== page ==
Photocatalytic activity indicator inks for probing a wide range of surfaces
•Three different inks used to assess the activities of different photocatalytic materials with widely different activities.•Large body of round robin results presented and analysed statistically.•Digital scanner, UV/Vis spectrophotometry and diffuse reflectance spectroscopy used to monitor colour change.•Rapid, inexpensive method to assess photocatalyst activity.
Three photocatalyst inks based on the redox dyes, Resazurin (Rz), Basic Blue 66 (BB66) and Acid Violet 7 (AV7), are used to assess the photocatalytic activities of a variety of different materials, such as commercial paint, tiles and glass and laboratory made samples of sol–gel coated glass and paint, which collectively exhibit a wide range of activities that cannot currently be probed by any one of the existing ISO tests. Unlike the ISO tests, the ink tests are fast (typically <10 min), simple to employ and inexpensive. Previous work indicates that the Rz ink test at least correlates linearly with other photocatalytic tests such as the photomineralisation of stearic acid. The average time to bleach 90% of the key RGB colour component of the ink, red for Rz and BB66 inks and green for AV7 ink, is determined, ttb(90), for eight samples of each of the different materials tested. Five laboratories conducted the tests and the results revealed an average repeatability and reproducibility of: ca. 11% and ca 21%, respectively, which compare well with those reported for the current ISO tests. Additional work on commercial self-cleaning glass using an Rz ink showed that the change in the red component of the RGB image of the ink correlated linearly with that of the change of absorbance at 608 nm, as measured using UV/vis spectroscopy, and the change in the a* component of the Lab colour analysis of the ink, as measured using diffuse reflectance spectroscopy. As a consequence, all three methods generate the same ttb(90). The advantages of the RGB digital image analysis method are discussed briefly.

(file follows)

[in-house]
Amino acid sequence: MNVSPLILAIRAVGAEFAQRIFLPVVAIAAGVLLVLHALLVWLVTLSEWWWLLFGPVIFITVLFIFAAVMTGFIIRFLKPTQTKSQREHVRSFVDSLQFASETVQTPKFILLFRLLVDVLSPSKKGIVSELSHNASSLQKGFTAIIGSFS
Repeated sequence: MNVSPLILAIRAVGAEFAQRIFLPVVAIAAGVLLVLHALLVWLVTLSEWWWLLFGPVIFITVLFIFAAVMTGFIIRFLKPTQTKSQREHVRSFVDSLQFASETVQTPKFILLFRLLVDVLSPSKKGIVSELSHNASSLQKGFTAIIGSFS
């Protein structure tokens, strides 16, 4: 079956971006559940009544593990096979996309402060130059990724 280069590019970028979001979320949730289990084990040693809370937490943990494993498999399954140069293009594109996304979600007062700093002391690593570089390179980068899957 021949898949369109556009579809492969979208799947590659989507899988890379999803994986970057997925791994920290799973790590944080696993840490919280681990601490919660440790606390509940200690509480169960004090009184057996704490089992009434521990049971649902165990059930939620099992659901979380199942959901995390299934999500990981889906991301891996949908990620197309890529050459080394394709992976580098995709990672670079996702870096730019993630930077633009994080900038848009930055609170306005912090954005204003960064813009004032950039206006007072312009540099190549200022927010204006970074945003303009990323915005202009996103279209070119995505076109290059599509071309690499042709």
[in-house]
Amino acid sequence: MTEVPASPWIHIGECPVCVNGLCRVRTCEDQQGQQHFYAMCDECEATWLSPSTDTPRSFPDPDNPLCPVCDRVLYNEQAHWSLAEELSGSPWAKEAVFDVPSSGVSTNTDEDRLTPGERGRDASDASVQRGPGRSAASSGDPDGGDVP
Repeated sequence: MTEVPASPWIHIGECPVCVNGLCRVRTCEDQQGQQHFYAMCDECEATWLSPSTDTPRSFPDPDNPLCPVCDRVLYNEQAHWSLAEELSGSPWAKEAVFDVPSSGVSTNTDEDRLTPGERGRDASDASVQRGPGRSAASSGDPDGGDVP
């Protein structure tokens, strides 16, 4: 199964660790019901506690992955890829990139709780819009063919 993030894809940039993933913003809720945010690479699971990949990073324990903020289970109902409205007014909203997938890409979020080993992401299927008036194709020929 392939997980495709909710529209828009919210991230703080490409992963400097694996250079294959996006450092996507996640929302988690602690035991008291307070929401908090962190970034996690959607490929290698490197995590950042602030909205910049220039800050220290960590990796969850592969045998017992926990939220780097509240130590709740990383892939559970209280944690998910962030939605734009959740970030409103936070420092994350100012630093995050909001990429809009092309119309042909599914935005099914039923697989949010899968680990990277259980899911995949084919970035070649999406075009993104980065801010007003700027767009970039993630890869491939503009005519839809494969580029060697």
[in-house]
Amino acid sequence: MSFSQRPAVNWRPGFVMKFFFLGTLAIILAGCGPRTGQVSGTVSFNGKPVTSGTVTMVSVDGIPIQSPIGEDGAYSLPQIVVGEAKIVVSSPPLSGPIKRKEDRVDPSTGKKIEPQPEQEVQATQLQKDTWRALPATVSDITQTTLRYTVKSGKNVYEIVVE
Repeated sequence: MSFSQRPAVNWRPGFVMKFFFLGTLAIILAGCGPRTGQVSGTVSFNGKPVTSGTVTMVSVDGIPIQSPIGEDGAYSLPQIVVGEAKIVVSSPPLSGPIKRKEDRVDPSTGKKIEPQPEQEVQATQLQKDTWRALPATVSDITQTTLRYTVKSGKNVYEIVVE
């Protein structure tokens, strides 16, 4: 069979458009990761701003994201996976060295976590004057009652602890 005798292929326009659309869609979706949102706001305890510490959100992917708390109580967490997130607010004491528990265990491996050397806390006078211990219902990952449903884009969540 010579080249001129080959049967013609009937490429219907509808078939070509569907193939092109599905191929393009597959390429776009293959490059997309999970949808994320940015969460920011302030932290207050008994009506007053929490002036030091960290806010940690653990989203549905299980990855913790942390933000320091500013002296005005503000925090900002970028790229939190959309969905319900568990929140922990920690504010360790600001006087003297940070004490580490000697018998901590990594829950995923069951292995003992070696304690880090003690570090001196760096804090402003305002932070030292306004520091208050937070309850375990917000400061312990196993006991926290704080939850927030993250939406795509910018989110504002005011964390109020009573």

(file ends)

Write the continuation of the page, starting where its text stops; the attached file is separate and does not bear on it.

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Journal: Journal of Photochemistry and Photobiology A: Chemistry - Volume 290, 15 September 2014, Pages 63–71